By Dave Brown – Exclusive to Uranium Investing News
A report from the Namibian High Commission in India indicates that Namibia and India have entered into a bilateral cooperation agreement, including collaboration in the uranium and diamond sectors. This union will potentially result in increased trade and investment activities between the two countries.
Trade between Namibia and India has seen a modest, but steady, growth although trade volume is still in favour of India. In the past, the main commodities from Namibia to India have been non-ferrous metals, metal scrap, transport equipment and metalifier ores and machinery, except electrical and electronic.
During a recent interview with Sophia Nangombe of the High Commission of the Republic of Namibia in India, she noted that Namibia has enjoyed great relations with India for many years. According to Ms. Nangombe, India has always been a friend to Africa but with regards to trade the Indians seem more interested in the finished products rather than exploring the raw materials that the country has to offer. Meanwhile, Acting Indian High Commissioner to Namibia, Rajiv Nagpal, maintained that bilateral relations between India and Namibia have been active and are marked by warmth and understanding.
Namibia has most recently focused investors’ interests with a uranium mine operated by London mining giant Rio Tinto (NYSE:RTP) left to consider what to do with a 15 percent stake held at the Rossing Uranium Mine by the Iranian government since 1975. Earlier this year, the U.N. Security Council adopted a resolution which bans the sale of any stakes in uranium mines to Iran, as well as shares in any commercial operations linked to the production of nuclear materials or technology.
On November 1, Marenica Energy Limited (ASX:MEY), advised that it has secured $5 million of debt and equity funding through the support of China’s Hanlong Energy Limited to further develop its Marenica Uranium Project in Namibia. Preliminary results from a scoping study at the project were released in June identifying the opportunity to develop an economic large-scale, bulk-tonnage heap leach operation. The scoping study finds the Marenica project in Namibia could deliver 3.5 million pounds of uranium per year, at a relatively competitive operating cost of $38 per pound. The development provides for a heap leach operation that has an estimated capital cost of $260 million. The study further disclosed the Marenica Project could produce a total of 45 million pounds of uranium over a 13 year life based on the existing defined indicated and inferred mineral resource.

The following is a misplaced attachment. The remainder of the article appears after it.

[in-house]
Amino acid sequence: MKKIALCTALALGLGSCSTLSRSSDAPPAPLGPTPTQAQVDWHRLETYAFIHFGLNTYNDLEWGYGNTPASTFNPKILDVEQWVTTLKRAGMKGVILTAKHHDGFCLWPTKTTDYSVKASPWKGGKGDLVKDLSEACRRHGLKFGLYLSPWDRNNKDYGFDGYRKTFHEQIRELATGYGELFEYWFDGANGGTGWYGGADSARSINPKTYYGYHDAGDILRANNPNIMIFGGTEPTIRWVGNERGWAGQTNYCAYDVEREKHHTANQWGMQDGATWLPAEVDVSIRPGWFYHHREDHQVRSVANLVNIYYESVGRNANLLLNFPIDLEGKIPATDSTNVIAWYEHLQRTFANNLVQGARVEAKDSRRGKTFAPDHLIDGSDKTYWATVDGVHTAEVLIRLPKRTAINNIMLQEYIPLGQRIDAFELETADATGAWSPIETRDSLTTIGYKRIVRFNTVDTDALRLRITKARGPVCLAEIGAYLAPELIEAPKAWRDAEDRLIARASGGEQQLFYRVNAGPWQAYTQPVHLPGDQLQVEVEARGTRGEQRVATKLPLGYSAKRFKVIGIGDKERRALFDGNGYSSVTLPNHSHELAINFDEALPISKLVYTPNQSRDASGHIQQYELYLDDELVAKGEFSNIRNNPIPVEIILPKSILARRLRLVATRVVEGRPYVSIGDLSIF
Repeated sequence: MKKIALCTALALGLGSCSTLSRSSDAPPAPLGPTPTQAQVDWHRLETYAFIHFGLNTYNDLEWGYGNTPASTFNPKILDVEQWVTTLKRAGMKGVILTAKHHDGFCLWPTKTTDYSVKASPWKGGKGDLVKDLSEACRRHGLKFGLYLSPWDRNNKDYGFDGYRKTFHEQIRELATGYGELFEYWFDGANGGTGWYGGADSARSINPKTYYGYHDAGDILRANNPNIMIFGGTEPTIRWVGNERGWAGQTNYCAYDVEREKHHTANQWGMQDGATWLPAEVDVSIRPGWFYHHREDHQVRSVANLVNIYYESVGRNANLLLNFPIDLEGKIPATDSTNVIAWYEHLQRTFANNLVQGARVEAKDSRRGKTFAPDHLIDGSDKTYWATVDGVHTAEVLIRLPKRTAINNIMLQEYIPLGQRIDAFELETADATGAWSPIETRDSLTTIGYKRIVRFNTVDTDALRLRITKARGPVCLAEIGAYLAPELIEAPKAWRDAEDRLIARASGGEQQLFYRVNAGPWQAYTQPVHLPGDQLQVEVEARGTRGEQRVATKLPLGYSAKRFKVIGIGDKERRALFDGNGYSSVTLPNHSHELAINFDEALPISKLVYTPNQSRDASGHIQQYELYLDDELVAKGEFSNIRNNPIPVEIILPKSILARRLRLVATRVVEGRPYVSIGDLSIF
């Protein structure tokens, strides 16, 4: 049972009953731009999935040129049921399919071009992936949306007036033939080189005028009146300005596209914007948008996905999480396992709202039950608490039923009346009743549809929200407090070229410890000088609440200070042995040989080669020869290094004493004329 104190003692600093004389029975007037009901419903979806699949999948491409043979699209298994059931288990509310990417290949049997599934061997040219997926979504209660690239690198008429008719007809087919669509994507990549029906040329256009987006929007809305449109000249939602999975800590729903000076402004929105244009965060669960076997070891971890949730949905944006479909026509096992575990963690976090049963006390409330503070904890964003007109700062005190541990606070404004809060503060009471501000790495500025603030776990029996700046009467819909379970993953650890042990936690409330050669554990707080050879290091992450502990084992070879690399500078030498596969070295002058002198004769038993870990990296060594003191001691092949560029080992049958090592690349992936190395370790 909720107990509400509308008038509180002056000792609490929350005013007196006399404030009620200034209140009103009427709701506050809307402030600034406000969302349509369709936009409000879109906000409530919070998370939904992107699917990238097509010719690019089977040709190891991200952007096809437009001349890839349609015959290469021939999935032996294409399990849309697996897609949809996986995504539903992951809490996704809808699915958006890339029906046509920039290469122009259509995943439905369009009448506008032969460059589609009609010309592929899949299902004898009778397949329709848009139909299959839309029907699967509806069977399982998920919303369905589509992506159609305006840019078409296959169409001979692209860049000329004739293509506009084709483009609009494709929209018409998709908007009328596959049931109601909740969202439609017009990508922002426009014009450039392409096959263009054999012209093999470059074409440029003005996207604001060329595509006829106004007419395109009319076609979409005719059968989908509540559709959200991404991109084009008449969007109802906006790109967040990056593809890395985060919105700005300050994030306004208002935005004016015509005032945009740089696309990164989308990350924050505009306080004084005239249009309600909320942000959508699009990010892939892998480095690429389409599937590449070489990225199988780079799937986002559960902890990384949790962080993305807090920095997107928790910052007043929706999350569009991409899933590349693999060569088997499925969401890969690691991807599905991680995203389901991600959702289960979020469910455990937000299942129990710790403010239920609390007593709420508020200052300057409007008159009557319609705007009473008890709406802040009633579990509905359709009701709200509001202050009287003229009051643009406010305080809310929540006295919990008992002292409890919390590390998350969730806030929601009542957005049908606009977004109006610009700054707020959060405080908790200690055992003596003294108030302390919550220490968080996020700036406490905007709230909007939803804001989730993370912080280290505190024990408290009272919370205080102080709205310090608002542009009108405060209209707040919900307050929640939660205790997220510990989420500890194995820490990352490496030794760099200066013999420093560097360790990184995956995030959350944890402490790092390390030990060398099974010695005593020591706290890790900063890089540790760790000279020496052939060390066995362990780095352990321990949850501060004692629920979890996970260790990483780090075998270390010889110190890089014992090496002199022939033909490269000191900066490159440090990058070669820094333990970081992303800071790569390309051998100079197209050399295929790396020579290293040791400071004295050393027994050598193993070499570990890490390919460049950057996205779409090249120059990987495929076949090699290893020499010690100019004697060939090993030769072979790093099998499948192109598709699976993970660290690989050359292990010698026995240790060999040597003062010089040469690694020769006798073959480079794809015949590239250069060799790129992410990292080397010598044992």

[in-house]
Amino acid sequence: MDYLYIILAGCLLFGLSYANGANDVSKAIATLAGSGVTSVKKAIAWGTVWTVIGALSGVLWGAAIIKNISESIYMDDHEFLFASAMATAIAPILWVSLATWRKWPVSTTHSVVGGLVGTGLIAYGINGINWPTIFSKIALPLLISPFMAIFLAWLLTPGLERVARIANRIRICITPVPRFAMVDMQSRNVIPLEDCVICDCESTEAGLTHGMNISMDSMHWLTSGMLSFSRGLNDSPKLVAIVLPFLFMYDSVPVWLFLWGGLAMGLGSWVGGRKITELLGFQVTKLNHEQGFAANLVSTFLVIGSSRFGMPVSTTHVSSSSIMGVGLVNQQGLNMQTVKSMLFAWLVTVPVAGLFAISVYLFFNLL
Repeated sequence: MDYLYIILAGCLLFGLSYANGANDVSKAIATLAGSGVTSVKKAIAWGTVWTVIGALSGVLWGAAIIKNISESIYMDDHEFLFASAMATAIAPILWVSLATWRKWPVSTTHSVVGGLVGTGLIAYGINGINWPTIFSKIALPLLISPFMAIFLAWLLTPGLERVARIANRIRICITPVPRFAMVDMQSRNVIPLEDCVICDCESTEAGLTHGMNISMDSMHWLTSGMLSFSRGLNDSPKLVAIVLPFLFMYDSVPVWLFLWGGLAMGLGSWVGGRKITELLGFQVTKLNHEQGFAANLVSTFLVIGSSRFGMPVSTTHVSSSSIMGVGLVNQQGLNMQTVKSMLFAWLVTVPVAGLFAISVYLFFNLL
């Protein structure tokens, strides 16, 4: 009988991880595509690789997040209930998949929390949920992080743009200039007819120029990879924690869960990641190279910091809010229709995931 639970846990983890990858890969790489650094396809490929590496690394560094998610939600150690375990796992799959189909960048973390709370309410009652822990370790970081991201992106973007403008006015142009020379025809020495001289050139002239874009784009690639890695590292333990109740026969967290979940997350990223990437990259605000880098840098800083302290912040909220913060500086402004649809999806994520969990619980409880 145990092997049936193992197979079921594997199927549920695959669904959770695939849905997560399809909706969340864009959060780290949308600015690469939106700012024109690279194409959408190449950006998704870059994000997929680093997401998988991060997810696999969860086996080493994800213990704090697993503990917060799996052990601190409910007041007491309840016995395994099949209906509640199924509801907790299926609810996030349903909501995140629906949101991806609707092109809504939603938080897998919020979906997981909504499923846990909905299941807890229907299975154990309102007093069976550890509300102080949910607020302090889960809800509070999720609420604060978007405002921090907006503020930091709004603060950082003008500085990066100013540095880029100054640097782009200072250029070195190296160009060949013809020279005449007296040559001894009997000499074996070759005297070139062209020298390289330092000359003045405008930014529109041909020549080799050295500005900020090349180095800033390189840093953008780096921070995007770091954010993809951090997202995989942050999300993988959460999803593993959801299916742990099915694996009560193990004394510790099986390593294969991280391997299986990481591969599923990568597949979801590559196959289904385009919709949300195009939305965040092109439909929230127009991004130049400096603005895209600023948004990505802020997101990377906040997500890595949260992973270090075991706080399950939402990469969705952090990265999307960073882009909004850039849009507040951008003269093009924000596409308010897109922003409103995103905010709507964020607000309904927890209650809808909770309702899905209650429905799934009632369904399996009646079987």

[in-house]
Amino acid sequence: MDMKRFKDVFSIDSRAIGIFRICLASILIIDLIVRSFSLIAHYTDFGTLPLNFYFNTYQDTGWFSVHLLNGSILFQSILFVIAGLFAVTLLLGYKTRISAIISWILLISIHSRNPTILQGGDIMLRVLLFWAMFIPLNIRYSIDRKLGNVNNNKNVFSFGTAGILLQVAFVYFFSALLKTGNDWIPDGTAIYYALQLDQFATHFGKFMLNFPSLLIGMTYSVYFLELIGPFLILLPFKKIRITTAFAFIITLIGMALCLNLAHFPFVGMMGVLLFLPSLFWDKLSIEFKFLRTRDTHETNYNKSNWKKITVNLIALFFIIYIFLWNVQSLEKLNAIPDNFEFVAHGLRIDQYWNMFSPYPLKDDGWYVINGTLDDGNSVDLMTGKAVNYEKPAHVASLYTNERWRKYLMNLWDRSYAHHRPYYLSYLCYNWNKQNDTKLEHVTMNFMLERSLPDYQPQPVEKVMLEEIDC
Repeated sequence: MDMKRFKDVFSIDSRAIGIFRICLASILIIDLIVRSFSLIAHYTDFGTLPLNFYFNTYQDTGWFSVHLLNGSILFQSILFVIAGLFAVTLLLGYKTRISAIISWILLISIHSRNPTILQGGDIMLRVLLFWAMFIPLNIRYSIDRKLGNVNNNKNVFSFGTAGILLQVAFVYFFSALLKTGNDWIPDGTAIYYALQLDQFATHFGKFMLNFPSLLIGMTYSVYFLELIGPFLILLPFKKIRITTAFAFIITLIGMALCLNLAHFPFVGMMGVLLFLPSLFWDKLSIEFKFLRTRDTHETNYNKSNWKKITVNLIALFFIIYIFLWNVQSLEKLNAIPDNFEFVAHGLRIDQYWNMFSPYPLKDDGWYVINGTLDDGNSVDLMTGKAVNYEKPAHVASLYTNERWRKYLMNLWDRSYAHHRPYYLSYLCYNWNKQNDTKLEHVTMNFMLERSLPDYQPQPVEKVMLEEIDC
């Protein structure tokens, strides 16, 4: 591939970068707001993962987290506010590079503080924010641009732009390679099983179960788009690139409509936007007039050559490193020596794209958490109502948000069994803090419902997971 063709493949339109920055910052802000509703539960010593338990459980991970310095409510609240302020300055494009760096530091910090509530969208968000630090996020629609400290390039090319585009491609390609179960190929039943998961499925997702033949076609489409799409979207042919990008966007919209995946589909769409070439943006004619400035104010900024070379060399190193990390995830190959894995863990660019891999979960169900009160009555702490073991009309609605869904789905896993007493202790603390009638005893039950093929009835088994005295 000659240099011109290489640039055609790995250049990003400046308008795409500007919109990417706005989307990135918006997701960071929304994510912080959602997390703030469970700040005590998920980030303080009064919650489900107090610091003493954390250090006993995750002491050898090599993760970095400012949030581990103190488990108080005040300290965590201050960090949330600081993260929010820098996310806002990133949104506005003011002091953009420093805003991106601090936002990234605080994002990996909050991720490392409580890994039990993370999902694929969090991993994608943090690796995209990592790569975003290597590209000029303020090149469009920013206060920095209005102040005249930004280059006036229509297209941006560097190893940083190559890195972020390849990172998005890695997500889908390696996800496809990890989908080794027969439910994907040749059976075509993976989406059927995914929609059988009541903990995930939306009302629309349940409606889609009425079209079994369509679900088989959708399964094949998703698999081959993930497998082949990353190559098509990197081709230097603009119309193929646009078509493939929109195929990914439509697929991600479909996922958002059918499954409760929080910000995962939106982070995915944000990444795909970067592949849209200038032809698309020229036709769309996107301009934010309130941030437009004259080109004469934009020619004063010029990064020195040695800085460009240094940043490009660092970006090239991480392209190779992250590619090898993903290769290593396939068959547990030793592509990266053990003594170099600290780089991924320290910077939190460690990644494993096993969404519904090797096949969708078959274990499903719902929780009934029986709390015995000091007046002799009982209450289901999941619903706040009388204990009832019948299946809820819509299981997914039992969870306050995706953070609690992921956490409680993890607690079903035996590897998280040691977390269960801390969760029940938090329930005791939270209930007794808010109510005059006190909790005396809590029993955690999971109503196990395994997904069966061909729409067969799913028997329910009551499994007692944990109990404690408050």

Indian Nuclear Pressure
India’s challenge to secure energy sources has long been well documented, and although the country currently operates 19 reactors, it has demonstrated a strong political attraction to nuclear power. With a growing population estimated at 1.2 billion, it hosts 1 less reactor than Canada. The second most populated country in the world possesses 4 reactors currently in the construction stages and a total of 60 additional reactors proposed and planned; the inevitable demand will be significant in the future for uranium miners and investors. An added complication is that Australia, host to the world’s largest uranium reserves will not presently permit the export of uranium to India.
Transparency in Dramatic Spot Price Appreciation
The emergence of new buying interest provided upward momentum to the spot uranium price during October. Reflecting a price change which had already been accounted for last week by UxC trade consultants, TradeTech’s exchange value for October 31 rose by $5.25 to $52.00 per pound, for a considerable escalation of over 11 percent from the September 30 value. This is the largest increase in the exchange value since November 2008.
In order to further clean-up efforts at the Portsmouth, Ohio enrichment facility, USEC sold 640 thousand pounds of uranium earlier in October. The transaction resulted in the entrance of significant utility demand across all sectors of the uranium market—spot, mid, and long term—offseting the potential impact from the sale of this material. This utility demand, coupled with producer and investor buying, had a strong inflationary impact on the price fluctuation. Sellers during October included traders, producers, and the U.S. government.
Total volume of uranium for October was over 4.8 million pounds with year-to-date total volume standing at 37.4 million pounds, as compared to 28.3 million pounds transacted during the same period in 2009.